Master Gardener Program Supports Ecologically Sound Gardening at Hammonasset Beach State Park

From butterfly gardens to erosion control, UConn Extension Master Gardeners show there's much more to Hammonasset beach than surf and sand

Volunteer working at Hammonasset State Park

UConn Master Gardener volunteer working at Hammonasset State Park. (Jason Sheldon/UConn Photo)

When you think of Hammonasset State Park the first images that come to mind might be of the familiar Connecticut beach: the waves, the sand, the jetties. But the park is much more than the beach, thanks in part to the work of UConn Extension’s Master Gardeners.

Hammonasset State Park includes 10 gardens at the Meigs Point Nature Center. The gardens were established in the 1990s, but without enough volunteer support, they fell into disrepair. In 2010, the Friends of Hammonasset began maintaining the diverse gardens, and in 2015, they joined forces with UConn’s Master Gardener Program to ensure the immediate and long-term maintenance for visitors to enjoy.

Maureen Egan was on the board of the Friends of Hammonasset and had earned her Master Gardener certification in 2014. She knew the value that the Master Gardener Program could add.

“We’ve expanded, reshaped, and have had a really good time,” Egan says.

UConn’s Master Gardener Program, an educational and outreach offering through UConn Extension, provides Connecticut residents with horticultural training and outreach opportunities to develop a mighty “green thumb,” says Gail Reynolds, UConn Extension Master Gardener Program coordinator for Middlesex County. “Our participants are enthusiastic, they’re willing to learn, and they truly want to put their knowledge and training to good use. This partnership was a win-win for Hammonasset and our Master Gardeners.”

Since 2015, Egan has led the effort to maintain and grow the gardens with the support of dozens of volunteers, including several UConn Extension Master Gardeners. The Friends of Hammonasset provide funds for the gardens, and park staff also provide great support with mulch and mowing. The Connecticut Master Gardener Association, an alumni group for UConn Extension Master Gardeners, provided some funds necessary to purchase plants and equipment several years ago as well.

The volunteers work from the beginning of the season in early May through November. They design, plant, weed, water, and maintain each of the gardens at Meigs Point. And just because they aren’t making weekly trips to the beach during the winter doesn’t mean the work stops. Project volunteers spend the colder months planning for the upcoming spring.

The gardeners choose the plants for these gardens carefully, focusing on native options that support local pollinators. The plants also need to be able to weather the conditions of the beach environment. This means choosing salt-tolerant plants that can withstand shore winds and overflow from the ocean.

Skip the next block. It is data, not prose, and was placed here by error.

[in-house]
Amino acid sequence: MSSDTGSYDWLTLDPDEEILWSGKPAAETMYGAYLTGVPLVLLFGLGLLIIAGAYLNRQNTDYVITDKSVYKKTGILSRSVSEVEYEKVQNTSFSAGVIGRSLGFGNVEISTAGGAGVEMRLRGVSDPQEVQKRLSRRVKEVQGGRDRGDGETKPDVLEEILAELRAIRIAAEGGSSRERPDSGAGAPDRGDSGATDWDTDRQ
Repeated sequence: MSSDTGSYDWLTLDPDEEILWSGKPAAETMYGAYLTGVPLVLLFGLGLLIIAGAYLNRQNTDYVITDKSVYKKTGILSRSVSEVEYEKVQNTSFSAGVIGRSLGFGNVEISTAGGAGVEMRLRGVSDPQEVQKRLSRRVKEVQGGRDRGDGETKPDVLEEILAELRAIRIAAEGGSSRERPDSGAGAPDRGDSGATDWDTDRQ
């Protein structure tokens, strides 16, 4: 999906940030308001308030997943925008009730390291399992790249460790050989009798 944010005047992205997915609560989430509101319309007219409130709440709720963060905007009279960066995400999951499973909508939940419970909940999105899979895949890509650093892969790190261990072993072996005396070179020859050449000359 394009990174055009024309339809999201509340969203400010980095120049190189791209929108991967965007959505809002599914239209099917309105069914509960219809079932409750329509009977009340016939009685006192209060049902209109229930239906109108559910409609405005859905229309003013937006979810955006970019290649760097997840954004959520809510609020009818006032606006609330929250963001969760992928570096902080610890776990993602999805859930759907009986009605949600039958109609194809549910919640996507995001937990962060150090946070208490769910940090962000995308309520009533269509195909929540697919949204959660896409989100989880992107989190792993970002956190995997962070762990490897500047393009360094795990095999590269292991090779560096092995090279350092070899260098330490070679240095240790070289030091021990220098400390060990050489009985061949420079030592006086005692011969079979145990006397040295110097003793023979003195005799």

This sort of thoughtful, purposeful strategy can help support local wildlife as well as stabilize the landscape against floods, holding sand in place and limited erosion.

“A lot of people who aren’t Master Gardeners think gardening is all about aesthetics and not about helping out the ecosystem,” says Reynolds.

Cultural heritage is also part of the group’s decision-making process. For instance, the Three Sisters Garden at Meigs Point includes corn, squash, and beans. These “sister” crops support each other by providing and recycling nutrients that the others need. Native American tribes, the original inhabitants in the area, traditionally grew these three vital crops together in this way.

“It’s all a very symbiotic thing,” Egan says. It’s very beautiful.”

Supporting local wildlife is also part of the planning. At the request of the Menunkatuck Audubon Society , the volunteers created a garden specifically suited for the purple martin, a native bird species, in 2017. The garden provides the martins with a safe area to nest.

Other gardens include a butterfly garden, a mini meadow, an herb garden, and a native coastal garden.

The Master Gardener Program also works to educate the public about the importance of their work, from choosing native plants to highlighting how gardens can support the ecosystem.

“If a few people go and look at the gardens, read about it, and it makes an impact, I think that’s a success,” Reynolds says.

Egan says she takes pride in what she and the volunteers have created at the park.

“We really like that we’ve created something that wasn’t there before where people can relax, and think, and enjoy the wildlife and maybe learn a little about native plants that they didn’t know before,” Egan says.


The UConn Extension Master Gardener Program was established in 1978 with the goal of training enthusiastic volunteers to understand the best horticultural practices for gardening and share their knowledge with the community.

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